• Sessions by Industry
• Detailed Calendar
• Convention Planner
• Paper Sessions
• Master Classes
• Live Sound Seminars
• Exhibitor Seminars
• Special Events
• Student Program
• Technical Tours
• Technical Council
• Standards Committee
• Heyser Lecture
AES Amsterdam 2008
Poster Session P21
Monday, May 19, 16:00 — 17:30
P21-1 Challenges in Reproduction and Evaluation of Upmixed Audio in an Automotive Environment—Oliver Hellmuth, Fraunhofer Institute for Integrated Circuits IIS - Erlangen, Germany; Steffen Bergweiler, Manfred Neumann, Stefan Holzhäuser, Lear Corporation GmbH - Kronach, Germany; Andreas Walther, Fraunhofer Institute for Integrated Circuits IIS - Erlangen, Germany
Audio systems with high quality sound reproduction capabilities are becoming more and more popular in the car. The need to create a pleasant sound field has lead to an increased number of loudspeakers combined with digital signal processing. To benefit from the advantages of surround sound reproduction also for two-channel legacy content an upmixing algorithm is required. In this paper challenges and requirements for high quality surround sound reproduction and upmixing are first introduced separately and then discussed jointly with the specific focus on the automotive environment. Finally a test method for the evaluation of different upmixing algorithms in the car is suggested.
Convention Paper 7452 (Purchase now)
P21-2 A General Approach to Methods for Loudspeaker Array Synthesis—Juan Miguel Navarro Ruiz, Universidad Católica San Antonio de Murcia - Guadalupe, Murcia, Spain
Loudspeaker arrays are often used as sound reinforcement in large concert halls and outdoor events to provide increased directivity. Contrary to what happens in loudspeaker systems, there is an entrenched theory in antenna array synthesis, which has been used extensively over the past few years. This paper focuses on discussing several consolidated antenna array synthesis methods. Then, a simulation software is implemented to show pros and cons of using on loudspeaker arrays. Finally, an efficient synthesis method is proposed to achieve the required characteristics.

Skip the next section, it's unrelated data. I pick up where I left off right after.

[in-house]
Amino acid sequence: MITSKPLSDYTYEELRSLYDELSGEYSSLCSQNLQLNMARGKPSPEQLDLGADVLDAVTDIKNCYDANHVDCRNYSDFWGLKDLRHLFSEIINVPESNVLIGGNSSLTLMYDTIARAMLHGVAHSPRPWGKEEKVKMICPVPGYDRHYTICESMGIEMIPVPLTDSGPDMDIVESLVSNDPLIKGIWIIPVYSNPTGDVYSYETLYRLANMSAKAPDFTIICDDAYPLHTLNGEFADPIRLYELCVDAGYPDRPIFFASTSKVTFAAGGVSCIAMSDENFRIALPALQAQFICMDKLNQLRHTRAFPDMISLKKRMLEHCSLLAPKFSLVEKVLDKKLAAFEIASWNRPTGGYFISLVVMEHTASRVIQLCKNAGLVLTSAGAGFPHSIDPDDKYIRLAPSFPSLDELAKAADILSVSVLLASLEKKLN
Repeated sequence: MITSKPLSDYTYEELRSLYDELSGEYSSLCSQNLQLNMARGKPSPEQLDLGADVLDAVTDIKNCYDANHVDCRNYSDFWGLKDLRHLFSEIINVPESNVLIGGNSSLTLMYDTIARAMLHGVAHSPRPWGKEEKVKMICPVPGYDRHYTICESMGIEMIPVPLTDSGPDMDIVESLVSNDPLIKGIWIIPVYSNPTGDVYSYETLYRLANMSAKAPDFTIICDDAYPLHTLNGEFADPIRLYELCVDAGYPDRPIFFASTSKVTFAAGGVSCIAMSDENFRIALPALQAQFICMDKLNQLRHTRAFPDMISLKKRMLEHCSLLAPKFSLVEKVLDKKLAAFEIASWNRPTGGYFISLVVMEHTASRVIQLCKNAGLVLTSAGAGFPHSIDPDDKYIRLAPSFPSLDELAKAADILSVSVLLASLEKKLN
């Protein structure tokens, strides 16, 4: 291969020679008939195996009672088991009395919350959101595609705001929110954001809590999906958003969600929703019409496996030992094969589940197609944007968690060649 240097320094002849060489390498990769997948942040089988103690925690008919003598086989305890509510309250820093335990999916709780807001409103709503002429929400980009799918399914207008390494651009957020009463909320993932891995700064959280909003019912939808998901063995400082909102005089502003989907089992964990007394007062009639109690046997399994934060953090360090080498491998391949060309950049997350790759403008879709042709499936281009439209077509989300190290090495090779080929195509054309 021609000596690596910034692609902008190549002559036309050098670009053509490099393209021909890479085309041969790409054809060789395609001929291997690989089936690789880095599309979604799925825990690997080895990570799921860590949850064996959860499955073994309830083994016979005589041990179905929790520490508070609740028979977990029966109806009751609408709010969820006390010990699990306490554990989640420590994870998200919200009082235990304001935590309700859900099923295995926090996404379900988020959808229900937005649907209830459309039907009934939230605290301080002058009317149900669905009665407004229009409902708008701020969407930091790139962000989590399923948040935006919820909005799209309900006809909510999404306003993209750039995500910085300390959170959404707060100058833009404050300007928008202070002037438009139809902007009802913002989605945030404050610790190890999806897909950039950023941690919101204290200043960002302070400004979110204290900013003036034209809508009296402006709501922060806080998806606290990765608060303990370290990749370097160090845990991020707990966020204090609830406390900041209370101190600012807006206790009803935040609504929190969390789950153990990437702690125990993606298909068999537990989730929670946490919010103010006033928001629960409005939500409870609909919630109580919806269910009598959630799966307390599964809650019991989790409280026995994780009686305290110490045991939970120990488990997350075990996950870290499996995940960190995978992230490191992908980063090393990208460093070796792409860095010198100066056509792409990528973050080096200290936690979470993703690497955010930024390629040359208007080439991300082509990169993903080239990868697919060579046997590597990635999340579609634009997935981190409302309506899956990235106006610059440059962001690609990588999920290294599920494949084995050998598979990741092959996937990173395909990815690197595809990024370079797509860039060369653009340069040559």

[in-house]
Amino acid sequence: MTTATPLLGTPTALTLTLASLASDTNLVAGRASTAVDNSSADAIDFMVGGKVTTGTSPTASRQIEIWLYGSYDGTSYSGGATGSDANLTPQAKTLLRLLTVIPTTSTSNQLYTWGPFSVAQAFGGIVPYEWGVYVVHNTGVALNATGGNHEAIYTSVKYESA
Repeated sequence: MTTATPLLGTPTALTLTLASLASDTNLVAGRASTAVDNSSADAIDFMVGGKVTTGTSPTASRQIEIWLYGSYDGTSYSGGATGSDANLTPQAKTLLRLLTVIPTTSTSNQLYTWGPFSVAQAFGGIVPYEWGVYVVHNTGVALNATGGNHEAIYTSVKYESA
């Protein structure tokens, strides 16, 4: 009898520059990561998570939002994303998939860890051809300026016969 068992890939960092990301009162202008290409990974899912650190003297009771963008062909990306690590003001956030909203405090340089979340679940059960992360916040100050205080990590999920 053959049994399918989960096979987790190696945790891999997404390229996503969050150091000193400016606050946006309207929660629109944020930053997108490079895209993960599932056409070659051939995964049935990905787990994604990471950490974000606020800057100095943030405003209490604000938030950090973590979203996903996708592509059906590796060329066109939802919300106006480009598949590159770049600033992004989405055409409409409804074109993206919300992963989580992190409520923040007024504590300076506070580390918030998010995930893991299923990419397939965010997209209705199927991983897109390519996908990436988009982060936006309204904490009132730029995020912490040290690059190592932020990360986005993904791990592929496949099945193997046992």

Convention Paper 7453 (Purchase now)
P21-3 On Large Multiactuator Panels for Wave Field Synthesis Applications—Basilio Pueo, University of Alicante - Alicante, Spain; José Escolano, University of Jaén - Linares (Jaén), Spain; José Javier López, Germán Ramos, Technical University of Valencia - Valencia, Spain
Wave Field Synthesis (WFS) is a spatial sound rendering technique that generates a true sound field using loudspeaker arrays. Multiactuator Panels (MAPs) are an alternative technology to the dynamic piston loudspeakers, based on the distribute mode operation. Because of its low visual profile and negligible vibration of the panel, MAPs are very suitable for WFS reproduction. However, the size of current prototypes does not allow its use for real immersing environments in which the loudspeaker must be integrated as walls or as projection screens. In addition, the extra area of a large panel can be used to accommodate extra exciters with which to generate sound fields at another elevation level. In this paper a very large MAP prototype is presented that has been designed and built to fulfill the requirements of immersive audio applications. It represents a step forward in the applications of MAPs for immersing scenarios. The panel size enhances its acoustic behavior in the low frequency range. Also, it can be employed for relatively large projection screens for videoconferencing and for virtual reality.
Convention Paper 7454 (Purchase now)
P21-4 Temporal Changes of Psychological Impressions Regarding Microphone Arrays for Multichannel Recording—Toru Kamekawa, Atsushi Marui, Tokyo University of the Arts - Adachi-ku, Tokyo, Japan
Microphone technique for surround sound recording of an orchestra is discussed. Seven types of surround microphone sets recorded in a concert hall were compared in subjective listening test on attributes such as powerfulness and spaciousness using a method inspired by MUSHRA (MUltiple Stimuli with Hidden Reference and Anchor). To minimize temporal change in music, Phase Randomized Signal (PRS) was proposed. From the average score of the listening test, the impression difference between original source and PRS was found in some microphone arrays consisting of directional microphones at some pieces. It means that the impression of these arrays depend on temporal changes in music. The data from the listening test between the original source and PRS showed that impressions of powerfulness had slightly higher correlation. The relations of the physical factors of each array were also compared, such as SC (Spectral Centroid), LFC (Lateral Fraction Coefficient), and S/O (Side/Omni Ratio) of each array. The correlation of these physical factors and the attribute scores show that the contribution of these physical factors depends on music and its temporal change.
Convention Paper 7455 (Purchase now)
Last Updated: 20080612, tendeloo